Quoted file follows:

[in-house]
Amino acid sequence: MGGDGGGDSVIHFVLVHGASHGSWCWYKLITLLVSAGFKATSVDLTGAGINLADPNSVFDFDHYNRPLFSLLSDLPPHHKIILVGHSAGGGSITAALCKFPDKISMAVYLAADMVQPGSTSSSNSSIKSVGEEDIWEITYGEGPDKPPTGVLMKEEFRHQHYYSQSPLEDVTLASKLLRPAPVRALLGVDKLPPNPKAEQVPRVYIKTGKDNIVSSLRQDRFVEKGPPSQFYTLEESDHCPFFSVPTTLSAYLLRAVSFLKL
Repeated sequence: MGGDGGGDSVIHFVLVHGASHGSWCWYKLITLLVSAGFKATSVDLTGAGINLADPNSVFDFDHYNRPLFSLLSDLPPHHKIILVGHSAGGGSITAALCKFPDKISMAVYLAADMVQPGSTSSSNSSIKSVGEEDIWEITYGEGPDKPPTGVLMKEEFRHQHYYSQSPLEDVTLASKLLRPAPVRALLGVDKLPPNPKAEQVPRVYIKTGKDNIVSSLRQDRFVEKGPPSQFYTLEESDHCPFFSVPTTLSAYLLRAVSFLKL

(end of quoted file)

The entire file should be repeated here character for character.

[in-house]
Amino acid sequence: MGGDGGGDSVIHFVLVHGASHGSWCWYKLITLLVSAGFKATSVDLTGAGINLADPNSVFDFDHYNRPLFSLLSDLPPHHKIILVGHSAGGGSITAALCKFPDKISMAVYLAADMVQPGSTSSSNSSIKSVGEEDIWEITYGEGPDKPPTGVLMKEEFRHQHYYSQSPLEDVTLASKLLRPAPVRALLGVDKLPPNPKAEQVPRVYIKTGKDNIVSSLRQDRFVEKGPPSQFYTLEESDHCPFFSVPTTLSAYLLRAVSFLKL
Repeated sequence: MGGDGGGDSVIHFVLVHGASHGSWCWYKLITLLVSAGFKATSVDLTGAGINLADPNSVFDFDHYNRPLFSLLSDLPPHHKIILVGHSAGGGSITAALCKFPDKISMAVYLAADMVQPGSTSSSNSSIKSVGEEDIWEITYGEGPDKPPTGVLMKEEFRHQHYYSQSPLEDVTLASKLLRPAPVRALLGVDKLPPNPKAEQVPRVYIKTGKDNIVSSLRQDRFVEKGPPSQFYTLEESDHCPFFSVPTTLSAYLLRAVSFLKL